Director: Luigi Cozzi (as Lewis Coates)
Screenplay: Luigi Cozzi
Starring: Ian McCulloch, Louise Marleau, Marino Mase, Siegfried Ranch
Running Time: 95 min
Year: 1980 / 2015
BBFC Certificate: 15
This film is awesome retro sci-fi horror at its best. Well-acted, heavy on the cheese and with a great pumping synth-rock soundtrack courtesy of the one and only Goblin.
The adventure begins with a radio notification from a surveillance helicopter to the authorities that a crew-less cargo ship is heading for port. A bizarre smell prompts a cautious approach, and soon a couple of doctors / scientists and a Police Leuitenant, Tony Aras, are boarding the ship, donning white boiler suits and gasmasks as they head into the unknown.
Suspense builds as at first they find nothing, but then the ship’s Captain falls from a doorway, covered in blood and gore. ‘It’s as if some force inside his chest just let loose!’, offers one doctor as diagnosis of what could have caused this extreme death. The remaining crew are found in a similar state and the ship’s cargo of boxes and boxes of coffee proves not to be as it seems when one upturned box reveals half a dozen large egg like objects! One of them which has rolled out under a heating pipe appears to be glowing as if activated. It suddenly bursts, causing both doctors to explode from the chest in blood-drenched agony. The special effects are great for the time and superbly over the top. Some great synth work is applied to enhance their gruesome demise.
Back at a Government science facility it’s another matter altogether, production wise, as the banks of blinking computers look so fake/cardboard it’s unbelievable. Perhaps all of the budget went on blood packs and make-up! Colonel Stella Holmes arrives to interview Tony, the only one to survive the ship investigation, and from here a bizarre plot begins to unfurl; of eggs brought back from a mission to Mars by a deranged astronaut hellbent on mankinds destruction because his mind has been altered by a Martian cyclops monster!!
This really is the kind of movie where, armed with a bowl of crisps and a couple of beers and viewing alone, you’ll find yourself really quite enjoying the combined greatness and ludicrousness of the whole thing. It really is good.
After an encounter at a warehouse with a brainwashed gang who have been instructed to receive the eggs from a coffee plantation in Columbia, Tony and Stella head out on a Government backed mission to investigate, together with Hubbard. Hubbard is an astronaut who came back from a mission to Mars rambling about monsters and eggs, and was subsequently discredited as having succumbed to the effects of space and lost his mind. By comparison, the much more plausible and level-headed nothing-to-report version of events from co-astronaut, Hamilton, was taken as gospel. This is of course now brought into question.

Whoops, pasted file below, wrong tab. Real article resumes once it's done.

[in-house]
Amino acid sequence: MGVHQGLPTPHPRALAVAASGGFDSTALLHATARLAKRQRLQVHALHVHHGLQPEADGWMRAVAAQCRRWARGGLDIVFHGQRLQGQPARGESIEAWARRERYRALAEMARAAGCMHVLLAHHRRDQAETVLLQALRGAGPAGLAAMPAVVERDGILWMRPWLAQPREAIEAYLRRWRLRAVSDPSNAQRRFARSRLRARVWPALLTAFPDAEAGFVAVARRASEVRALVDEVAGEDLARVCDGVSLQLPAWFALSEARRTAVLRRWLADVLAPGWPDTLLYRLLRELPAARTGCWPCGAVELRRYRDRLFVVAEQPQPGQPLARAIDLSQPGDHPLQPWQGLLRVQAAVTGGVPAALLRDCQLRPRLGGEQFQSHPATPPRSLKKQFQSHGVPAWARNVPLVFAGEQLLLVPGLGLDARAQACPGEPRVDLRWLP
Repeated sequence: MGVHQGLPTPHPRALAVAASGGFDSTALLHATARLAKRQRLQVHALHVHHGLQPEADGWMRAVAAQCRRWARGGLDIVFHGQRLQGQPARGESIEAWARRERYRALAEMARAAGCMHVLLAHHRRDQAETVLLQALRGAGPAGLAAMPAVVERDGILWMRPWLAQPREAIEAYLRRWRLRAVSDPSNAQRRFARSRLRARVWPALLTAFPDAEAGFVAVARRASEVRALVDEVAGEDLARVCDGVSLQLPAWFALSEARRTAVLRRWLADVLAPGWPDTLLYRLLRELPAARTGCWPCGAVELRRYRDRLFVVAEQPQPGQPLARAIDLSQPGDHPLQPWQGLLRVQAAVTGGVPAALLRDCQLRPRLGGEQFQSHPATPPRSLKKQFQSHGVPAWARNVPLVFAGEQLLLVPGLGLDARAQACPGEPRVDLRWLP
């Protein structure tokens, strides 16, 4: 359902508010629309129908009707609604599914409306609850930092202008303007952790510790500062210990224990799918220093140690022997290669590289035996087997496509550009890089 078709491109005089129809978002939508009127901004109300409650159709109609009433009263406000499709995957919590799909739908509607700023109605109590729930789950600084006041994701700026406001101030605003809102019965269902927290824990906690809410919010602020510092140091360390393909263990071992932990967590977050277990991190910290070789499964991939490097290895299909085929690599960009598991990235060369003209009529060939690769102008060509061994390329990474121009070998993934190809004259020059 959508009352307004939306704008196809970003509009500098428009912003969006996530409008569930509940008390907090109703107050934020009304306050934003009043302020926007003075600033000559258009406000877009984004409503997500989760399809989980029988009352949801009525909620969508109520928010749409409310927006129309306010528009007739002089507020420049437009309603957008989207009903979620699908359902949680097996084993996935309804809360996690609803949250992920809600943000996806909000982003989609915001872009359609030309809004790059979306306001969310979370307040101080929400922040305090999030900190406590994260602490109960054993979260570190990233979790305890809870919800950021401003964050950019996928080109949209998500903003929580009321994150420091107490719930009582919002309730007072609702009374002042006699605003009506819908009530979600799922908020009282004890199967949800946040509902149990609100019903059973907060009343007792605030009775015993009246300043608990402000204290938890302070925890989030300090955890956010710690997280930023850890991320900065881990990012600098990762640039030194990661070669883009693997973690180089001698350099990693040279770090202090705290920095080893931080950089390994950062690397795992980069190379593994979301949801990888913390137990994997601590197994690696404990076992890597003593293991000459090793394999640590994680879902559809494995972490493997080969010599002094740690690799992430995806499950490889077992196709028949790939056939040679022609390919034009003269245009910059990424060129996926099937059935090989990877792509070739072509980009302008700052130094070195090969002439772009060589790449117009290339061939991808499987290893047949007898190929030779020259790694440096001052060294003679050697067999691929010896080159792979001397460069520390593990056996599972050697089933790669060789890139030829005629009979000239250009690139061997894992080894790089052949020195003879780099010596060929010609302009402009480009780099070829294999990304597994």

One interesting aside – there is a sequence where Hubbard is accused by Stella of being less than a man and a wimp because of his initially fragile state when they meet, and reluctance to join in the mission (he’s had years of bad press and mockery about his Mars revelations). When Hubbard, gives her a backhander, James Bond-like across the face, she almost seems to enjoy being put in her place and is suddenly all cheery and hungry for the mission. Aroused by his machismo perhaps, in an era where this sort of testosterone aggression towards women was still tolerated.
The coffee plantation turns out to be a cover-up for an egg plantation, where eggs are harvested and shipped everywhere. Astronaut Hamilton, believed dead following a recent plane crash, and therefore not available for a new line of enquiry regarding what really happened on Mars, turns out to be alive and well, and together with a glamourous female assistant, heads up this diabolical operation for his Martian higher power.
Upon finally facing this Martian monster, The Cyclops, Tony nonchalantly strolls over in a bit of a sweat and walks right into the monsters mouth, his mind totally under the control of the beast. Colonel Stella is up next, but as the hard-rocking main theme of the film starts up again, Hubbard, with stolen gun and boiler-suit disguise comes to her aid, shooting the Cyclops’ eye and leaving both it and Hamilton to start smoking and bubbling before catching fire – a slowed down effect of Hamilton’s chest exploding proves to be a bad idea as you actually see the inflatable balloon break free from his shirt a second before it explodes. Ace!
‘The real Hamilton never returned to Earth’, Stella concludes. In the final shot of the film, in a busy U.S. city street, an egg lying near some bin-bags starts to glow…and explodes!
Yes it’s all very cheesy and retro, but if you’re a fan of Italian sci-fi and horror I’d recommend shelling out for this great movie.
This great blu-ray edition is also packed with extras:
- Luigi Cozzi on Contamination – an archive documantery with scenes from the film (Italian with subtitles)
- Contamination Q&A – Q&A with Cozzi and Ian mcculloch (Hubbard), filmed at the Abertior horror festival, Aberystwith, 2014
- Sound of the cyclops – Goblin keyboard player talks about the films score, and generally on making music for Italian terror
- Luigi Cozzi vs lewis Coates – new documentary discussing career (Italian with subtitles)
- Imitation is the sincerest form of flattery – critical analysis on Italian genre movies which sought to cash in on popular Hollywood blockbusters
- Original theatrical trailer
- Graphic novel – excellent, simply drawn but follows the plot exactly.
- Audio commentary with Chris Alexander
The blu ray film itself, considering not the biggest budget movie, the transfer is pretty clear, a little grainy in places but a decent job overall. The required atmosphere is captured perfectly.